We've been using MATLAB for about six months and so far we've been impressed. You can broadly split our usage into two areas, general R & D of trading strategies/indicators and real time publication of those to clients on the Web. The latter isn't fully live as yet, but we've been testing for a while and like the way MATLAB makes it easy to distribute data and models to those who don't actually have the application themselves. When compared with the alternative of testing something and then having to recode it from scratch in another language, MATLAB's ability to quickly and automatically compile M-Files into a distributable format is a real time saver.
While our main MATLAB user here had used it before joining us, other personnel have found it easy to pick up. As a result, we've been pleased with the productivity possible; for us it seems to strike exactly the right balance between usability and power.
The large number of MATLAB users worldwide is a major plus for us. We frequently find that the basic functions we need have already been written by somebody else and we can build on those as necessary when developing our proprietary algorithms. We've tried out a few of the open source toolboxes that are MATLAB-compatible and found they work very well, but without all the support/documentation you get with the MATLAB toolboxes it does admittedly take a bit longer to get up to speed.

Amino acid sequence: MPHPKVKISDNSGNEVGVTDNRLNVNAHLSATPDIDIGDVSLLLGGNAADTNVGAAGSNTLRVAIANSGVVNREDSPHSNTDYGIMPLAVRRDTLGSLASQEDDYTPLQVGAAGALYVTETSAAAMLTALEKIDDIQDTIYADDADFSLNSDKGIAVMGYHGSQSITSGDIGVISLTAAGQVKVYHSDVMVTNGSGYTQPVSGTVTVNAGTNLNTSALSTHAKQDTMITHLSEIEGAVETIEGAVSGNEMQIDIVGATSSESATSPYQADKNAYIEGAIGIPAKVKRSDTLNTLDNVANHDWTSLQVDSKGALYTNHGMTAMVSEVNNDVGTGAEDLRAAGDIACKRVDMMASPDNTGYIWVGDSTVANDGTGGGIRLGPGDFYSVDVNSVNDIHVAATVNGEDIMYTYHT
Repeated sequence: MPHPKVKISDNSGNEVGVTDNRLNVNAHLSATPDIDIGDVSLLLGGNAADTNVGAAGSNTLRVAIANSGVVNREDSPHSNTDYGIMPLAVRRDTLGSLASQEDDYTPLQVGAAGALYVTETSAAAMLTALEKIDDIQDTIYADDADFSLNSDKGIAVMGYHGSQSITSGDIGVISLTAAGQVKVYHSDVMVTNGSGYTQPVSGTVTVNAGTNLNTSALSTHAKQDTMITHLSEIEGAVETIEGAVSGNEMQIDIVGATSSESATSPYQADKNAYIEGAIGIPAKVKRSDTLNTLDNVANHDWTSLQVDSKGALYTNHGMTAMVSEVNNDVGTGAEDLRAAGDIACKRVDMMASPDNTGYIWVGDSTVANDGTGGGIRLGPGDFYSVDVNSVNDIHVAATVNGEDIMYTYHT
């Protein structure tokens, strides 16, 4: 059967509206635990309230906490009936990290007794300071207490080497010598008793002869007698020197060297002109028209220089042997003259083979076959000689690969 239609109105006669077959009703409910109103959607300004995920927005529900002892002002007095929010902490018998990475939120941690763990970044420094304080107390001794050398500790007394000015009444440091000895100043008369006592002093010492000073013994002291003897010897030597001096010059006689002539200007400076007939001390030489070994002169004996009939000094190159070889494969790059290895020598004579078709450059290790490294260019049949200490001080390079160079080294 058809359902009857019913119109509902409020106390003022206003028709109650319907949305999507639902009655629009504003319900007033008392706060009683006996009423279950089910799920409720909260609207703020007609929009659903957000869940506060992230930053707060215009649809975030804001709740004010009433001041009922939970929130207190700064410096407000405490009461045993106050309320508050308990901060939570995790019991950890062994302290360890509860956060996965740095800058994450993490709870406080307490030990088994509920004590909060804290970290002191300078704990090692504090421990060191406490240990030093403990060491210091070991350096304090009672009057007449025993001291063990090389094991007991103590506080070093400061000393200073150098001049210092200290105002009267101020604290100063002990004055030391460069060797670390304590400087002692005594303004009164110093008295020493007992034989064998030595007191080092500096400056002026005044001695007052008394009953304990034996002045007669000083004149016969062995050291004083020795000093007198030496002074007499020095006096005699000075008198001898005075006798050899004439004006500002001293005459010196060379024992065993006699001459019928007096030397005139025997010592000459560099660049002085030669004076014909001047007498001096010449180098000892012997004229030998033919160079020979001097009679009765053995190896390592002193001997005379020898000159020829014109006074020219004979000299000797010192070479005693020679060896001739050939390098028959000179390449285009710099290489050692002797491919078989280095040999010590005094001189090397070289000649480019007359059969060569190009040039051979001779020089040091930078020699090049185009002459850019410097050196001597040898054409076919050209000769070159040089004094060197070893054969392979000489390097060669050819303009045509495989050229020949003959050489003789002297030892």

One of most fundamental tasks when building, testing and deploying financial models is obviously data acquisition. The MATLAB Datafeed Toolbox provides support for a number of popular data vendors, including Bloomberg, Reuters MDS and Thomson Datastream. Other data vendors and execution platforms have taken various alternative approaches to connecting to MATLAB. Those such as RTS Realtime Systems and 4th Story are both members of MATLAB's third party vendor program (see sidebar 'MATLAB Third-Party Products & Services').
CQG has written and made available a selection of M-Files that interface directly with the CQG API and allow both historical and real time data to be retrieved into MATLAB. In addition, a further set of M-Files make it possible for trading models running in MATLAB to route orders back out through the CQG API to various partner brokers/clearers.